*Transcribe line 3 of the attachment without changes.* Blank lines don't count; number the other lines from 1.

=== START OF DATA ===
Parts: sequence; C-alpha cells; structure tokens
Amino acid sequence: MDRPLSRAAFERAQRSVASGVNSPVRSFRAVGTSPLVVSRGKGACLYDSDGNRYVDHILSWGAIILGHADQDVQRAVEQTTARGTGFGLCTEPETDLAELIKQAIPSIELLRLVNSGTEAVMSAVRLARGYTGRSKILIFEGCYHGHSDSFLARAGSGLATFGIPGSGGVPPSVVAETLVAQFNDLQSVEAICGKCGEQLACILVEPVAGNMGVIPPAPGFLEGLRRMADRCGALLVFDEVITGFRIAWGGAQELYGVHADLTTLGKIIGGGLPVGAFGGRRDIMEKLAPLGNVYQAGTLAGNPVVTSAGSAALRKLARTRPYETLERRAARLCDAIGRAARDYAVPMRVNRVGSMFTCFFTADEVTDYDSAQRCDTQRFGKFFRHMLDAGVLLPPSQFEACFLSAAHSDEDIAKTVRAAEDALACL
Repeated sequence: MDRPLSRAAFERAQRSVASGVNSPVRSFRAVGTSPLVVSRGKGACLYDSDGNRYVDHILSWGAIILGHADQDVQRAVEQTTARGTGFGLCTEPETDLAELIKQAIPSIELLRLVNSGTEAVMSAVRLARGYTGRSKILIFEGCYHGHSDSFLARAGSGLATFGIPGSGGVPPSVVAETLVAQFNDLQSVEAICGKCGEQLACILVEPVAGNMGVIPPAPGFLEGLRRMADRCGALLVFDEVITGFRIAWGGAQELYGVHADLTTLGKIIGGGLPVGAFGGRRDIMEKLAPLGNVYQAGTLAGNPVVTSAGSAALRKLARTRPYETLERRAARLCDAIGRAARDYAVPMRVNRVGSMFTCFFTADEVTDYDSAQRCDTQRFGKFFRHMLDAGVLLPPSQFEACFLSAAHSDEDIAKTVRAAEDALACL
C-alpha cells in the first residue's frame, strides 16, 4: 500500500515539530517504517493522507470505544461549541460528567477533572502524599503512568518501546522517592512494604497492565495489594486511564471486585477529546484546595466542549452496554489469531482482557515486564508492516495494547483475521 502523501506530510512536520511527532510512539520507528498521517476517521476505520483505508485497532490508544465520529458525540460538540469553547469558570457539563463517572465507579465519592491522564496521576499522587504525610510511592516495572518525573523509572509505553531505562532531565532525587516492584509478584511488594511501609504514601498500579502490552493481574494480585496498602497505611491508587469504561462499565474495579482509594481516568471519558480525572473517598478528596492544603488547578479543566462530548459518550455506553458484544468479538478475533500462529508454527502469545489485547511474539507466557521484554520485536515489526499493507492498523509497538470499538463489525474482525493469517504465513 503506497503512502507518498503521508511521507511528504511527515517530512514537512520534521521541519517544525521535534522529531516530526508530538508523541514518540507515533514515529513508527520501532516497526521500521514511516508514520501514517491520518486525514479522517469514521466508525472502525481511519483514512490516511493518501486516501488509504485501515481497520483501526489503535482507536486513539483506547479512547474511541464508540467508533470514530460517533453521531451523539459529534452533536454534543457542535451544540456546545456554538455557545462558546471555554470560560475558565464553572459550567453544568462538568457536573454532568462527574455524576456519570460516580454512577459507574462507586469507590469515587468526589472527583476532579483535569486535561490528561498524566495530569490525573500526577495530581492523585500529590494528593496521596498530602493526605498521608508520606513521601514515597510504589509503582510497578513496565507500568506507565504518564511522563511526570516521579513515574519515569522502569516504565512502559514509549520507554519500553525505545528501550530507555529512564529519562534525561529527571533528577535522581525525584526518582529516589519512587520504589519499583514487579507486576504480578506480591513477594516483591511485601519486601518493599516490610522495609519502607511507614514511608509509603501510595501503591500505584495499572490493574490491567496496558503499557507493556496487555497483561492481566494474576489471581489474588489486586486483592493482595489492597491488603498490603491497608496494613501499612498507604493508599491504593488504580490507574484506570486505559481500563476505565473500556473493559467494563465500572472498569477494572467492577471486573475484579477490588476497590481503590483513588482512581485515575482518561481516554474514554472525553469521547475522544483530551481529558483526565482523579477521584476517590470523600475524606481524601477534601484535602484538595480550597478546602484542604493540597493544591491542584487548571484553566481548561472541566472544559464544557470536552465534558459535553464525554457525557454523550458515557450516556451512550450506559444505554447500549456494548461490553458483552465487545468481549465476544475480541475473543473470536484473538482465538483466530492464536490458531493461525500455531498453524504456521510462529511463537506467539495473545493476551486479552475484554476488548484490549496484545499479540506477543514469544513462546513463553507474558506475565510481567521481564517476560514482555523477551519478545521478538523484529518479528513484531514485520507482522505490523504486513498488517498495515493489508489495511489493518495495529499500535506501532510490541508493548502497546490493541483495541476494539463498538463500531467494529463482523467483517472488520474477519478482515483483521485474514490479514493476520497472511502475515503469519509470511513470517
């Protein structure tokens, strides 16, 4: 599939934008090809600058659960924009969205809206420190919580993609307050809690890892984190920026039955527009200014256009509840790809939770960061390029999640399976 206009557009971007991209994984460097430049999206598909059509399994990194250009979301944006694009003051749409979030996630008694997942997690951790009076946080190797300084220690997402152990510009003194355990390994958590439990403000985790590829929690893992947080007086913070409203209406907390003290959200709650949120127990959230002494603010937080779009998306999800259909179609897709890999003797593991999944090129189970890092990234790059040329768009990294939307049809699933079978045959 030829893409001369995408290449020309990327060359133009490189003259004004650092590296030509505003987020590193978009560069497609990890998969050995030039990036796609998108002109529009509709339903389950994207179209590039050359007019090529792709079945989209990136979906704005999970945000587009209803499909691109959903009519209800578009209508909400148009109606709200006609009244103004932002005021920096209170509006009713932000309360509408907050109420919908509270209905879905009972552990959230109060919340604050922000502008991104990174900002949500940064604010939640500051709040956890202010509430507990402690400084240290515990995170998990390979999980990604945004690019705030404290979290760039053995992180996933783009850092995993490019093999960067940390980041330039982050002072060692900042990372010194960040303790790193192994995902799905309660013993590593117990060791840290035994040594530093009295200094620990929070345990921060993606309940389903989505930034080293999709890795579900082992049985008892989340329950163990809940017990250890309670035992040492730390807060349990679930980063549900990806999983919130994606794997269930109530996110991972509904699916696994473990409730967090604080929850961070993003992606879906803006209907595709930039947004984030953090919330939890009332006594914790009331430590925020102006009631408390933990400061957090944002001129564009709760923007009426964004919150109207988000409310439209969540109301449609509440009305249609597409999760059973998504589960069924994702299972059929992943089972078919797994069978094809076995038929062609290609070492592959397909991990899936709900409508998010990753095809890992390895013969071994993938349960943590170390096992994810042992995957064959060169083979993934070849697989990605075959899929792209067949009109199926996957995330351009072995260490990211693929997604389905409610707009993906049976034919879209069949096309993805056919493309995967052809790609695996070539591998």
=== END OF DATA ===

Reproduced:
Repeated sequence: MDRPLSRAAFERAQRSVASGVNSPVRSFRAVGTSPLVVSRGKGACLYDSDGNRYVDHILSWGAIILGHADQDVQRAVEQTTARGTGFGLCTEPETDLAELIKQAIPSIELLRLVNSGTEAVMSAVRLARGYTGRSKILIFEGCYHGHSDSFLARAGSGLATFGIPGSGGVPPSVVAETLVAQFNDLQSVEAICGKCGEQLACILVEPVAGNMGVIPPAPGFLEGLRRMADRCGALLVFDEVITGFRIAWGGAQELYGVHADLTTLGKIIGGGLPVGAFGGRRDIMEKLAPLGNVYQAGTLAGNPVVTSAGSAALRKLARTRPYETLERRAARLCDAIGRAARDYAVPMRVNRVGSMFTCFFTADEVTDYDSAQRCDTQRFGKFFRHMLDAGVLLPPSQFEACFLSAAHSDEDIAKTVRAAEDALACL